Malaysia’s International Medical University (IMU) will start integrating the United States Medical Licensing Examination (USMLE) preparation courses as part of its medical programme curriculum starting this year.
Launched last week, the course to prep IMU students for the USMLE – a set of qualifying examinations for medical graduates to practise in the US – aims to “elevate standards” of medical education in Malaysia and to prepare graduates for overseas studies and opportunities.
“This will benchmark the Malaysian medical education to American standards,” IMU School of Medicine dean Prof Dr Kew Siang Tong wrote in an email to Study International News.
“The course is designed for the student to be critical and quick thinkers, with the ability to apply their knowledge in various situations. Thus, it will also boost their confidence in being better doctors.”
There are three steps in the examination process – Step 1: Preparation; Step 2: Clinical Knowledge and Clinical Skills; and Step 3: Licensing – which will assess their ability to apply knowledge, concepts and principles as well as patient skill. The online examination requires the candidate to answer over 300 question over the span of eight hours.
Students who pass Step 1 and Step 2 will then be eligible for the Education Commission for Foreign Medical Graduates (ECFMG) certification and qualify for licensure.
The course, for which the medical school is partnering with educational resource company Becker Professional Education – will be the first of its kind in Malaysia to offer structured guidance for the USMLE.
While IMU touts the course’s ability to raise the standards of medical education, the move has caused some to raise alarm over how it will possibly facilitate the funnel of Malaysian talent overseas, and thus, worsening the country’s brain drain problem.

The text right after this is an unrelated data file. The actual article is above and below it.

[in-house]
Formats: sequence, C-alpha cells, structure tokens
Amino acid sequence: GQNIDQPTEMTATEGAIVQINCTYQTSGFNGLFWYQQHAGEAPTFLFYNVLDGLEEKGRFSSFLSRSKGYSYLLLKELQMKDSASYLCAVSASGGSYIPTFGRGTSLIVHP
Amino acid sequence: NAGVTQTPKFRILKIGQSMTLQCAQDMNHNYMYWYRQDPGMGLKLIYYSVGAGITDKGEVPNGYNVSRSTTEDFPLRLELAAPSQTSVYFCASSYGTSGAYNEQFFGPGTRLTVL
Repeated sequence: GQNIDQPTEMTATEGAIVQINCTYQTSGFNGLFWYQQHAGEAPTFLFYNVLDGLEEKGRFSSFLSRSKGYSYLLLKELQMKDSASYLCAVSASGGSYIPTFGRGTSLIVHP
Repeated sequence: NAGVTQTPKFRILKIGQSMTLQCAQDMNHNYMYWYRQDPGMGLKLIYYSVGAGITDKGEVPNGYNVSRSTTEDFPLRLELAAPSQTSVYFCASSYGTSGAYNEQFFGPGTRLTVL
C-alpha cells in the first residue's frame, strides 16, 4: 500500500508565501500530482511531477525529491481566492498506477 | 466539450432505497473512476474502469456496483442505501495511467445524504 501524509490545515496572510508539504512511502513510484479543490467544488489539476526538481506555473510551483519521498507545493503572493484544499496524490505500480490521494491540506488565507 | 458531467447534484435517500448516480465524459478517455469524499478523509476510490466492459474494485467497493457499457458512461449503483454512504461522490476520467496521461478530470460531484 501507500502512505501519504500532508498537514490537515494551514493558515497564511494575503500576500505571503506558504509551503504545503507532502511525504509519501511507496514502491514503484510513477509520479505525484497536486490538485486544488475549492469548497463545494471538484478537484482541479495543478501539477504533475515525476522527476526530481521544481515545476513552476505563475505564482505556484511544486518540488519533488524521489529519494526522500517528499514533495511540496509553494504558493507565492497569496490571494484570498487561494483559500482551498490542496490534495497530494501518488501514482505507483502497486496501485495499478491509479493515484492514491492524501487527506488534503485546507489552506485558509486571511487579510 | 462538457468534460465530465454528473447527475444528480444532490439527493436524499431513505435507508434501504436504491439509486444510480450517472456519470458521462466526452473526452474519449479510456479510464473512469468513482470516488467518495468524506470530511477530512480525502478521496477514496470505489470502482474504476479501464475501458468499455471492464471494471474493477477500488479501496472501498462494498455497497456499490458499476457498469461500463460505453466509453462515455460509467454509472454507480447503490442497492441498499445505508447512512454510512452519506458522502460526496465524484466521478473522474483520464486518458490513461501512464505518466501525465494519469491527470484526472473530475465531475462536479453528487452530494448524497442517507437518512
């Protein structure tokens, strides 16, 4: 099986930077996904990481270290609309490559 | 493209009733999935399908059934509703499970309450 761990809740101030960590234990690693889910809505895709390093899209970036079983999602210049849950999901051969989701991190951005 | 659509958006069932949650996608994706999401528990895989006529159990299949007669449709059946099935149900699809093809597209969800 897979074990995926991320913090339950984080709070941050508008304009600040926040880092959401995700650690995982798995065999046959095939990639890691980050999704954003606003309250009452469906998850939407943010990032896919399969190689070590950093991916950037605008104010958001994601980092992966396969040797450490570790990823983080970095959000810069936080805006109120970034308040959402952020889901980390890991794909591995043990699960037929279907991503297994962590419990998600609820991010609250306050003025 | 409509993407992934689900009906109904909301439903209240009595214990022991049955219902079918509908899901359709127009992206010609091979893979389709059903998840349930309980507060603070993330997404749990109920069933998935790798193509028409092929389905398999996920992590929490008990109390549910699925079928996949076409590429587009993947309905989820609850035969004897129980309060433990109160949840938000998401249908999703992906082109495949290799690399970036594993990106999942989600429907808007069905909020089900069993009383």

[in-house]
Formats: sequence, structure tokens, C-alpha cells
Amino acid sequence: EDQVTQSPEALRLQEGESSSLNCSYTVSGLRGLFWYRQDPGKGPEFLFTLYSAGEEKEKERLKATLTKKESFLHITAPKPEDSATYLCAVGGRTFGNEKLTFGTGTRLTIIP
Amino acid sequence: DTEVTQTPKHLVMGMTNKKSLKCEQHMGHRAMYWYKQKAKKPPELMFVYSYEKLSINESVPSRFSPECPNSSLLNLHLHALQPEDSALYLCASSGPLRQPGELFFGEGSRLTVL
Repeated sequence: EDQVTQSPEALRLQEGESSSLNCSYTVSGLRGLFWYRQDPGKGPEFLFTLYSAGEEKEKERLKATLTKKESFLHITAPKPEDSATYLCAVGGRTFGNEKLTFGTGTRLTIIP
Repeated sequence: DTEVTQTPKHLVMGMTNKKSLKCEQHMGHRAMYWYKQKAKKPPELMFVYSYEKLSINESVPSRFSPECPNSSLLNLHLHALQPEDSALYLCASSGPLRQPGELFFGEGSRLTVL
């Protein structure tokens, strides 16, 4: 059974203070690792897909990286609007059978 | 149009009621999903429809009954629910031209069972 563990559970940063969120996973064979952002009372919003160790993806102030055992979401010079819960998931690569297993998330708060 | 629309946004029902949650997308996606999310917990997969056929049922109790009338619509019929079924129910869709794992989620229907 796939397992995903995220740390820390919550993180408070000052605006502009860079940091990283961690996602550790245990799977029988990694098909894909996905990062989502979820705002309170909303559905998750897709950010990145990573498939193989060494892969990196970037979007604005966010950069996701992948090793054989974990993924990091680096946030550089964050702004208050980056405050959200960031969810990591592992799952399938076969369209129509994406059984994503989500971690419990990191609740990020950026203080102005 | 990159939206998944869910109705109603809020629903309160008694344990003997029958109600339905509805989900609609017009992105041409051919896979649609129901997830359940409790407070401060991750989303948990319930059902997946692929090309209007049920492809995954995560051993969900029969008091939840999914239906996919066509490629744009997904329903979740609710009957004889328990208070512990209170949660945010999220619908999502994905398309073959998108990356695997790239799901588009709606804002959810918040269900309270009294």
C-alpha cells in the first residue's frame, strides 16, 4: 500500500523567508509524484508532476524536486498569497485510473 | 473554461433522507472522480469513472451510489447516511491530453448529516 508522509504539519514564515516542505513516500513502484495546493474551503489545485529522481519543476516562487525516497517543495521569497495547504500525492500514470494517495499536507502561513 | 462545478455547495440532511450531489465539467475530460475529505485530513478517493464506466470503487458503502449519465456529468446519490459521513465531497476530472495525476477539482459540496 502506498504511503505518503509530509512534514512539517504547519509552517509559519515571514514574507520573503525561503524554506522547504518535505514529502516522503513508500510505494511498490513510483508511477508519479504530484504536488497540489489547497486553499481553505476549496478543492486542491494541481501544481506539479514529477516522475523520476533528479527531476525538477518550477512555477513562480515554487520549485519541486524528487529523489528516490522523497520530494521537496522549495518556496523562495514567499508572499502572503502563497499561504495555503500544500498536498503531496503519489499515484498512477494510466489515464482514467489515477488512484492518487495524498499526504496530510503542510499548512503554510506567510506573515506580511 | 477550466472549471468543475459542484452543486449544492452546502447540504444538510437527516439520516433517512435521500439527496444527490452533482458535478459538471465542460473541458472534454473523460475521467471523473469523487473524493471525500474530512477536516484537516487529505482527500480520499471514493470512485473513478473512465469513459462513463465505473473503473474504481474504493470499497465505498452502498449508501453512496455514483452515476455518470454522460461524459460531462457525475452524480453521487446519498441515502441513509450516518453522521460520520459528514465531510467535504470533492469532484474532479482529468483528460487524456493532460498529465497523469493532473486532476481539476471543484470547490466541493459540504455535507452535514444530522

More than 300,000 Malaysians have left the country in the last decade, according to estimates by Johan Mahmood Merican, head of Talentcorp, a government agency established in 2011 to attract and retain talent n the country. Talent outflow is costly for the Southeast Asian country, which is struggling to escape the middle-income trap and needs a bigger proportion of skilled workers to do so.
In a statement, IMU said it was “unfazed” by these claims, adding it had “no control” over the number of doctors leaving the country as well as emphasising that the USMLE integration is aimed at ensuring the quality of its graduates meet international standards.
IMU ex-student Nicholas Kong agrees. “A good number of high flyers will (take the exam) independent of the IMU system anyway,” he said.
Furthermore, passing the exam does not automatically land the candidate a spot in a residency programme in US hospitals, Kong says, which is very competitive even for local graduates there – while there will be brain drain naturally, it would not be to an extent where it will open the “flood gates” and cause an exodus of local medical graduates to the US.
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